Special effects used to be a rare addition to films (hence the qualifier "special"), but these days, anybody with enough money can crap out dizzying visual spectacles for whatever natural disaster + animal movie pitch they came up with on shrooms. But at least it's not seeping over into real life, right? We can look at science magazines, furniture catalogs, or car ads and feel confident that what we're seeing is 100-percent real and not CGI.
Well, sorry to break it to you, but ...
8Car Commercials Often Don't Feature Real Cars
Next to a house, a car is the biggest purchase most people will make in their life. So car companies spend an insane amount of money trying to convince people that their car is the one that will keep you safe / get you laid. Many print ads for cars feature a 3D model rather than a real photograph, but car manufacturers have to make commercials too, so you can at least be assured that the 2017 Dinoburner you're seeing whip around those corners is definitely the real deal, right?
You know where this is going. Meet the Blackbird.
How the hell do they fit 20 X-Men in there?
While it looks like a turtle that lost its shell, that little go-kart is becoming one of the most filmed cars in the world. You see, cars take a while to design and build, and commercials take a while to film and edit. By the time the first cars that could be used in a commercial are rolling off the assembly line, it's too late to start shooting ads. In the past, prototype cars were used, but that can cause problems if the designers decide the car needs a slightly different chassis or doors that open upwards.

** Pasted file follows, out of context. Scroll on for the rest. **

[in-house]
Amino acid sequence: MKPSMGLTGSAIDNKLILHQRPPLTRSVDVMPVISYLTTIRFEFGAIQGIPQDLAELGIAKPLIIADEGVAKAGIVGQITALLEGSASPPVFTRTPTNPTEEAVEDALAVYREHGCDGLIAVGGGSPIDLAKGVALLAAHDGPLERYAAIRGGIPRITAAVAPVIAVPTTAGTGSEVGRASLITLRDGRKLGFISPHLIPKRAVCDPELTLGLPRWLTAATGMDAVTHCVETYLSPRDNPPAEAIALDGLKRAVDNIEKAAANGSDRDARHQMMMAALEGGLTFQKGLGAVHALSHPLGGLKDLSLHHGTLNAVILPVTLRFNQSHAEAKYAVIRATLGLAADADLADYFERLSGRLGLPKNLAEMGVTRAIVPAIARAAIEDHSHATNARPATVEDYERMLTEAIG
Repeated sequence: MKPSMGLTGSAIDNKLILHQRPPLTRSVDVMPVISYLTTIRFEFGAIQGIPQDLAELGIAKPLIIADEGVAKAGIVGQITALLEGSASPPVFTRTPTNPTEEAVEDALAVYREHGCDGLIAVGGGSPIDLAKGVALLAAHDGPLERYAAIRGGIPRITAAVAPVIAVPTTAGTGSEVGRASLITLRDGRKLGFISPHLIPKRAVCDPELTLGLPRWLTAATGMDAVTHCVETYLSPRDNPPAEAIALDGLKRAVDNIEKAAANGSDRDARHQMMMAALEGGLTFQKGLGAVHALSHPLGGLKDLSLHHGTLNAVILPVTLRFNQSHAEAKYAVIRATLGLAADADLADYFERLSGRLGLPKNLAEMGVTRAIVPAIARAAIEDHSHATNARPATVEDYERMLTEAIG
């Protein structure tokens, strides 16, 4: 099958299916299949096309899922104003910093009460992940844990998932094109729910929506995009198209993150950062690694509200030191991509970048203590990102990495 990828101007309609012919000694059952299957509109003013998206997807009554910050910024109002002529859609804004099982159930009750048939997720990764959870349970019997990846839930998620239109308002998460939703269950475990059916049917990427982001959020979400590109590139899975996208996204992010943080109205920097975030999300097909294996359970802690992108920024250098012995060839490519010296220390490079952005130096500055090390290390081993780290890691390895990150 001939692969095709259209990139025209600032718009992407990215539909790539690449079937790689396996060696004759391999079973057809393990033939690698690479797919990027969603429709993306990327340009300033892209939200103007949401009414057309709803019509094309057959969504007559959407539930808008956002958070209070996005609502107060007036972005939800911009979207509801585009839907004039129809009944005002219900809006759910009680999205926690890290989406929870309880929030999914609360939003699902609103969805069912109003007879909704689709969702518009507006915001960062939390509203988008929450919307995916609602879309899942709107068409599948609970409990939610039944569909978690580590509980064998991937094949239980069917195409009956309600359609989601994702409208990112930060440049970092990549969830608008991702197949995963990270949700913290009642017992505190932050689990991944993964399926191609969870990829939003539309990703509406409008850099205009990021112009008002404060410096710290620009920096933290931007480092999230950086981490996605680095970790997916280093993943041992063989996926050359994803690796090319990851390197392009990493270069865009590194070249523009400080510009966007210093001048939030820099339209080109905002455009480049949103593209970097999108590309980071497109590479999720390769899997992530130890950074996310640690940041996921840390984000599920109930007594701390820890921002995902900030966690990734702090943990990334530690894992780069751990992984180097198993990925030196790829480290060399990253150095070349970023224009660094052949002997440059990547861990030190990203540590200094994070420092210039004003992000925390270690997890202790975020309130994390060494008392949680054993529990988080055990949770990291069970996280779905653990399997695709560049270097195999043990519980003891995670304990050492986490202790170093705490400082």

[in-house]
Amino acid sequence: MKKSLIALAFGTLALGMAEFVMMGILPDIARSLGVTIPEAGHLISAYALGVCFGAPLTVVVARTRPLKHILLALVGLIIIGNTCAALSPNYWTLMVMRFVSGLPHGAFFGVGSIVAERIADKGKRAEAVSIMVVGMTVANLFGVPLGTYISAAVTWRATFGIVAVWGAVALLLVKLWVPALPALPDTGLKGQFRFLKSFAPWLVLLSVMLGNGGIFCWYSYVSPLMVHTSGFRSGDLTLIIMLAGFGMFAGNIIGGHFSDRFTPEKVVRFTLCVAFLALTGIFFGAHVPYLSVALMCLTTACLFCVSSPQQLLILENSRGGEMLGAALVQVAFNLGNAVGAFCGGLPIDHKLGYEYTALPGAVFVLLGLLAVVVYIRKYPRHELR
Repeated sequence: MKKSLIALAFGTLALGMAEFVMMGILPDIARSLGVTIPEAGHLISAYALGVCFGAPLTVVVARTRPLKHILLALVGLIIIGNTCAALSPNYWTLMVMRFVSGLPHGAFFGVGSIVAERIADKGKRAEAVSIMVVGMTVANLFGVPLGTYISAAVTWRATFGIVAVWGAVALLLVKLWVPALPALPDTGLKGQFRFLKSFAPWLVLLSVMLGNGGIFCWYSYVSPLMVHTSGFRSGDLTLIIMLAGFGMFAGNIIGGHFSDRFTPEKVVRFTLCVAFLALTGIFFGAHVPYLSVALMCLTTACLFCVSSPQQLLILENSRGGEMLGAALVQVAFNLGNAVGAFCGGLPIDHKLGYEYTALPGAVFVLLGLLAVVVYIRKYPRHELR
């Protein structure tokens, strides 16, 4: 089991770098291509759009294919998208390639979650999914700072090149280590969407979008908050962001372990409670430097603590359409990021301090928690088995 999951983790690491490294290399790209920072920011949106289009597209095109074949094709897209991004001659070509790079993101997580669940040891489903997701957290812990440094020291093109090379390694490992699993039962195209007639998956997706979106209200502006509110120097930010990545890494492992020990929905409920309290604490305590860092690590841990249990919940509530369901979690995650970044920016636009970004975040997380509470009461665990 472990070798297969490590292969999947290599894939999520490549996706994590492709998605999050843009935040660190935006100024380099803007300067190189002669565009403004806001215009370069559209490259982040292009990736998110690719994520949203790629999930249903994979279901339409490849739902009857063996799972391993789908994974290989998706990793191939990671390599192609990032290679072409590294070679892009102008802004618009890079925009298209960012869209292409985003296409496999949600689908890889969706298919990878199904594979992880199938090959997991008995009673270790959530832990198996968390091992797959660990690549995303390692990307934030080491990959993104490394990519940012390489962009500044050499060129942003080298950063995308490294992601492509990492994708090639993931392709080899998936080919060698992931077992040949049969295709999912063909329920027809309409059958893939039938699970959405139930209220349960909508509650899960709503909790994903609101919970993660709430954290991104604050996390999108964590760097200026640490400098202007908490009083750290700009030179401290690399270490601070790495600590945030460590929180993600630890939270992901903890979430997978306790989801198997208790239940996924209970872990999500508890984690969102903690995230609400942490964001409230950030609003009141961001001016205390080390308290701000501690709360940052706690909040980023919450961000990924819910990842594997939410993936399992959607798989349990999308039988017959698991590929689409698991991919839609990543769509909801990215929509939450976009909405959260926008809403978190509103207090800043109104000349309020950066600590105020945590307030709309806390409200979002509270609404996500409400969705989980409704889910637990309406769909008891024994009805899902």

To make up for this gap, many automakers use the Blackbird as a stand-in. It's a generic-looking chassis which can be adjusted and tuned to behave like anything from a Prius to a Mustang, allowing the marketing people to film the car doing cool car commercial stuff before passing it along to the CGI artists, who add the body and styling.
No, they didn't make an Animorphs movie (for some reason).
If only this had been around when the Pontiac Aztek was released and somebody had a chance to say how stupid it looked. Who knows how many senseless losses of respect could have been prevented?
7Nearly Everything In Catalogs Never Existed
We have to give some credit to the layout editors at SkyMall, because few other catalogs can make an otherwise completely rational person say, "Yeah, I could use a portable hot tub!" A big part of it are the photos. Those crisp, clean pictures of shiny new gadgets make whatever the hell Orbitwheels are seem like an attractive purchase.
Unfortunately, they are almost certainly fake.
The salespeople aren't human either, but we saw that coming.
More and more, catalogs and marketers are using CGI versions of their products in catalogs. Photographing stuff is expensive, and even after an entire day of shooting moodily lit tubes of toothpaste, sometimes it still doesn't look right. The lighting can look weird, filthy humans can smudge the shiny bits with their gross hands, or maybe the art director wants it to be a particular shade of blue that doesn't exist.
But with the miracle of computers, product designers and marketers can tweak and polish to their heart's content with cheap keyboard monkey labor. Artists can crank out multiple iterations of a ThrustMaster dildo until it glistens in morning sunlight in that perfect way. And everybody is doing it -- including, we're sorry to say, IKEA.
Et tu, Flurvenbergsen?
As you may have guessed, building an entire house so you can show off your furniture collection is expensive, even if that furniture is from IKEA. IKEA can now digitally render entire rooms to put in their catalogs, which is a vast improvement of their old method of breaking into homes and replacing all the cabinets while the owner was on vacation. Likewise, they can digitally render individual items, thus saving them the stress of having to assemble real IKEA furniture for a photo shoot.